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Part:BBa_K1185001

Designed by: Vincent Leonardo   Group: iGEM13_Newcastle   (2013-08-29)

HBsu-sfGFP

This BioBrick codes for a HBsu protein attached to a superfolded green fluorescent protein (sfGFP). HBsu is a non-specific DNA binding protein that binds to DNA as a homodimer. The HBsu is joined to the sfGFP through ten amino acid flexible linker sequence. This allows the observation of Bacillus subtilis DNA using fluorescence microscopy. The integration strategy that we opted for was to clone in the BioBrick into the Multiple cloning site of pMutin4 backbone. First we attached HindIII restriction sites on 5'end and SacII restriction sites on 3'end of the BioBrick. We then cut the pMutin4 backbone and BioBrick using the previously mentioned restriction enzymes, this allowed us to ligate the plasmid and BioBrick together. We also attached a ~300bp amyE homology region onto the 3'end of the BioBrick after the SacII to allow the single cross over and integration of the whole plasmid into the genome. The pMutin4 plasmid contains a ery+ resistance marker for B.subtilis and amp+ for E.coli and also contains lacI, lacZ and Pspac promoter which is an IPTG induced promoter which regulated the transcription of this BioBrick. An alternative method to use this part would be to clone this BioBrick out and use any Assembly protocol to attach a desired promoter, RBS and antibiotic resistance genes.

Sequence and Features


Assembly Compatibility:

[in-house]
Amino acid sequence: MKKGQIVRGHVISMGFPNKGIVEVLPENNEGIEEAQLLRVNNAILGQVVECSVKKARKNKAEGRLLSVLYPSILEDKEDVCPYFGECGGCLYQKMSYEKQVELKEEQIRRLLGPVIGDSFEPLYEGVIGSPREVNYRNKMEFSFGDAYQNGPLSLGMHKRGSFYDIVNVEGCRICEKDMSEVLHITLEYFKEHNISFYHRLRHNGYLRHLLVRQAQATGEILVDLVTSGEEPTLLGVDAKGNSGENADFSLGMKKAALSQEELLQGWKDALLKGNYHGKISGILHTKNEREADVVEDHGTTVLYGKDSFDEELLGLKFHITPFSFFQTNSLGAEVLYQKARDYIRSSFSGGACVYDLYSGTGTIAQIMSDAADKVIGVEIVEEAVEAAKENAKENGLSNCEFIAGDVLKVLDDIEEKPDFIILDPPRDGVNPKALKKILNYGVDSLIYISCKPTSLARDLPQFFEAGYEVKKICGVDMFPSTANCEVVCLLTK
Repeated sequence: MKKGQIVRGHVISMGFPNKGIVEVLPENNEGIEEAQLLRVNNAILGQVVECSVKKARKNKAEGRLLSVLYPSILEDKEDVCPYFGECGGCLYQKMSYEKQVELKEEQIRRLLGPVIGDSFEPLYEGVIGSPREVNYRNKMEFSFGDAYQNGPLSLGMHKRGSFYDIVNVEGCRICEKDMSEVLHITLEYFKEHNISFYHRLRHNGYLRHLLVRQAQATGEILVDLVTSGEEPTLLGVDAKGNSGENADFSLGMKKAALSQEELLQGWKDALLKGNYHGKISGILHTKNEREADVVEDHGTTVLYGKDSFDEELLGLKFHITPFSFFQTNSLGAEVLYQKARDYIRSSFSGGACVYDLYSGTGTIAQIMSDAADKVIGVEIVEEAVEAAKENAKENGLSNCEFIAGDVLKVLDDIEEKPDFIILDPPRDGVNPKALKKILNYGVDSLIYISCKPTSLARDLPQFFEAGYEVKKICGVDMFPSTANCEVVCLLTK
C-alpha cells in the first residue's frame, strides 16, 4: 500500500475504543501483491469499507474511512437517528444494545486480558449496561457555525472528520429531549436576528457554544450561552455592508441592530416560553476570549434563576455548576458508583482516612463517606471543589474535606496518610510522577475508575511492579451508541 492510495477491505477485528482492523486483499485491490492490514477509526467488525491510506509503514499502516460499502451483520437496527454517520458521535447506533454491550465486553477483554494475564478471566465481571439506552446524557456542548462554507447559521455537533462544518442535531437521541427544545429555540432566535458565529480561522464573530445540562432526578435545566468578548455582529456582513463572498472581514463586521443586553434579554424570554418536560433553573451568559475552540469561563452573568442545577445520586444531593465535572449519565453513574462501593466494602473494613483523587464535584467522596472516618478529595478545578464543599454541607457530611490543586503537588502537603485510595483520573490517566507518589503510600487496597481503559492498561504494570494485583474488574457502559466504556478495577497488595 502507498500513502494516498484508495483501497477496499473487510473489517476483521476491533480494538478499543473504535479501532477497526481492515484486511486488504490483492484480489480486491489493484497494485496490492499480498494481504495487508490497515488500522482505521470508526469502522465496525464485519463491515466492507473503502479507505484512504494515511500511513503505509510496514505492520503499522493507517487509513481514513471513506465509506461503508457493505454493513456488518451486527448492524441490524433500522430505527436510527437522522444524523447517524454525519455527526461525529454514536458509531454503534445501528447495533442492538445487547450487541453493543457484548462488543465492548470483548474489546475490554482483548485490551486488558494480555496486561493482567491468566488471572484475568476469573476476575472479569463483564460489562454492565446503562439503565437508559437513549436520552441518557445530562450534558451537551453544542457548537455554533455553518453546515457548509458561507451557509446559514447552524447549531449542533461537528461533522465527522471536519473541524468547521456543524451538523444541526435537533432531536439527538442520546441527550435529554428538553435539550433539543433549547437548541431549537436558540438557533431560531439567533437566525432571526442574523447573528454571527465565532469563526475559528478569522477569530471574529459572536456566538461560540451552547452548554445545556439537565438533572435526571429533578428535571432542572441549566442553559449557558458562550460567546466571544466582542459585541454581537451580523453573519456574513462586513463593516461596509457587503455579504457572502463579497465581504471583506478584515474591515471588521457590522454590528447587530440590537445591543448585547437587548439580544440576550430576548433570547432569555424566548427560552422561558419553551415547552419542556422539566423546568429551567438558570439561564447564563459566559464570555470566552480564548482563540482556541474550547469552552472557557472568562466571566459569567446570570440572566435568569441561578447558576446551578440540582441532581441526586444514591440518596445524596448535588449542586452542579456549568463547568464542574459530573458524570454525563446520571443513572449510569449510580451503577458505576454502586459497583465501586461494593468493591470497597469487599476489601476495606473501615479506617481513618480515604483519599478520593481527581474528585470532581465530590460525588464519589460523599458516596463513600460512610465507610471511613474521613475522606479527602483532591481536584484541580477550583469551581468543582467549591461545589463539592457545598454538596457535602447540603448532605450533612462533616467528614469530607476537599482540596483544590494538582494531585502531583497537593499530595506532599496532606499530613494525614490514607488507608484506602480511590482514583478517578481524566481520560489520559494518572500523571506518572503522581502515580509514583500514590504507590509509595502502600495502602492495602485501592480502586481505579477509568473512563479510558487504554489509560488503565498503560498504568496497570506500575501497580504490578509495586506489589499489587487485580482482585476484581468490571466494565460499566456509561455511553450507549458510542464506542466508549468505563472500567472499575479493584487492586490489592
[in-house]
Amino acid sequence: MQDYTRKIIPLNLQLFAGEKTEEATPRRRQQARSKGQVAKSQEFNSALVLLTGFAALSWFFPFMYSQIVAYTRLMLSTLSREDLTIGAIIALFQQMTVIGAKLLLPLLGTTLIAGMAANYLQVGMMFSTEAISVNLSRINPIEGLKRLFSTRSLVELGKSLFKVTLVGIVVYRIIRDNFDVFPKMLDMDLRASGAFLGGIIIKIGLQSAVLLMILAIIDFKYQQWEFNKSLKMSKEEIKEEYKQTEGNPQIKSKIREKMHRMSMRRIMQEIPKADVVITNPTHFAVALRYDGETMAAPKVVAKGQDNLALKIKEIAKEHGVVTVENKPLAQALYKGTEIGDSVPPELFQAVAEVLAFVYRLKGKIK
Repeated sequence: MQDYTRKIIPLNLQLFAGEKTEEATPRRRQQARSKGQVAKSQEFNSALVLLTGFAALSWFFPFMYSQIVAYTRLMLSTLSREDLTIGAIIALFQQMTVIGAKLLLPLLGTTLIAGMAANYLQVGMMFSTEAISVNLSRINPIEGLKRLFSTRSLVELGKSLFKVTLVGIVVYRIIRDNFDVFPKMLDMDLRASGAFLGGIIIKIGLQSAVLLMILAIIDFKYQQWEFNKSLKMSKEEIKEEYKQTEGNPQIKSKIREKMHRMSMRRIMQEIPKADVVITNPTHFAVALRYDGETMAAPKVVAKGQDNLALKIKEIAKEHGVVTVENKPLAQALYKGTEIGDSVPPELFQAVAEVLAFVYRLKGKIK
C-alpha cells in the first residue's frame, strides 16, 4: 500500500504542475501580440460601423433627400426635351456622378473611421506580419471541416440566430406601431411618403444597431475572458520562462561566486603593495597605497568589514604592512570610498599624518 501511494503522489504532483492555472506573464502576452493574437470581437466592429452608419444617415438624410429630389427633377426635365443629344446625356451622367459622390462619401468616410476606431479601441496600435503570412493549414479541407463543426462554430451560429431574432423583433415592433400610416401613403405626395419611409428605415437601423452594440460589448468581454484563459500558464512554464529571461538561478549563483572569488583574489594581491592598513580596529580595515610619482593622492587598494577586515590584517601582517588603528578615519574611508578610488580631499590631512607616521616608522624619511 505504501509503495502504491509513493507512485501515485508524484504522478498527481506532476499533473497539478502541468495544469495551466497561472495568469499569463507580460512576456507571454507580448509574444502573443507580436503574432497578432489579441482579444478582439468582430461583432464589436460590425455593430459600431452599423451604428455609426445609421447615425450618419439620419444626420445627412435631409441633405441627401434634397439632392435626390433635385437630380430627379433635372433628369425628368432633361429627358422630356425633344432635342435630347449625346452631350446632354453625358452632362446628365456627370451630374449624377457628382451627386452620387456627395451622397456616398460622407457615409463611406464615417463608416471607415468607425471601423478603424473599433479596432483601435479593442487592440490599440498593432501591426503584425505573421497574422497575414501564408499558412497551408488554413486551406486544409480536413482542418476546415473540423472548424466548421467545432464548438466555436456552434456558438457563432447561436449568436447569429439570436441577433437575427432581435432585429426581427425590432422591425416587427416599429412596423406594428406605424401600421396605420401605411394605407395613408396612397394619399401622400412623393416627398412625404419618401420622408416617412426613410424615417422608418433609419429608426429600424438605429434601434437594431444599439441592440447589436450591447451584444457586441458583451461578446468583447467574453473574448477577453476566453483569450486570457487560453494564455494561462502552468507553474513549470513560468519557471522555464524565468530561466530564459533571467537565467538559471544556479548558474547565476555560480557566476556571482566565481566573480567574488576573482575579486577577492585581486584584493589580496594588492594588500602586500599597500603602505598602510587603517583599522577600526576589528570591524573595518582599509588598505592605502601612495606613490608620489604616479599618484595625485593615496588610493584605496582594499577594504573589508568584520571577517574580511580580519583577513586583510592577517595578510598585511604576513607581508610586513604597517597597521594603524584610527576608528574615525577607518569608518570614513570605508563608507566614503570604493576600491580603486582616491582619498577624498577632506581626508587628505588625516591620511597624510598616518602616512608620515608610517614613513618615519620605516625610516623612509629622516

• 10
    COMPATIBLE WITH RFC[10]
  • 12
    COMPATIBLE WITH RFC[12]
  • 21
    COMPATIBLE WITH RFC[21]
  • 23
    COMPATIBLE WITH RFC[23]
  • 25
    COMPATIBLE WITH RFC[25]
  • 1000
    INCOMPATIBLE WITH RFC[1000]
    Illegal SapI.rc site found at 339



HBsu-sfGFP Testing and Characterisation

To test that HBsu-sfGFP (BBa_K1185001)BioBrick works as designed; we transformed Bacillus subtilis str. 168 with the pMUTIN4 plasmid containing our HBsu-sfGFP construct. There were colonies on Plate 1 which is LB + 5ug/ml ery plates containing the transforms B. subtilis with the plasmid containing our constructs as well as plate 2 which act as our positive control. There is no colonies on the negative control plate (Plate 3) suggesting that the colonies on both Plate 1 and Plate 2 are indeed bacteria that has been successfully transformed with the plasmids instead of backgrounds. The results of the experiments are display in Figure 1.

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Plate 1: B. subtilis transformed with HBsu-sfGFP plated on LB + ery (5ug/ml) plate.
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Plate 2: B. subtilis transformed with pGFPrrnB plated on LB + ery (5ug/ml) plate(positive control).
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Plate 3: B. subtilis transformed with water plated on LB plate (viability of cells).
Figure 1. Transformation plates of ''Bacillus subtilis'' with HBsu-sfGFP, pGFPrrnB (as possitive control) and water as control to check the viability of cells.

In order to make sure that the BioBrick had been integrated properly into the endogenous amyE region, the transformants were plated out onto Starch plate. As the BioBrick integrated into the amyE region the cells did not produce amylase thus were unable to digest starch, and when iodine was applied to the cells they did not have a zone of clearance. As can be seen in Figure 2, both B. subtilis with either HBsu-sfGFP or HBsu-RFP constructs don't have any zone of clearance around the colonies in comparison to wild type B. subtilis str.168 and B. subtilis BSB1. The results of this iodine test further confirm that the transformants seen on Plate 1 Figure 1 were indeed colonies with our contruct integrated into the amyE region.


Figure 2. Starch plate showing alpha amylase activity. The ''B. subtilis'' 168 HBsu-GFP and HBsu-RFP colonies have no zones of clearance indicating that our HBsu-sfGFP and HBsu-RFP have integrated into the B. subtilis chromosome via the ''amyE'' region stopping starch digestion.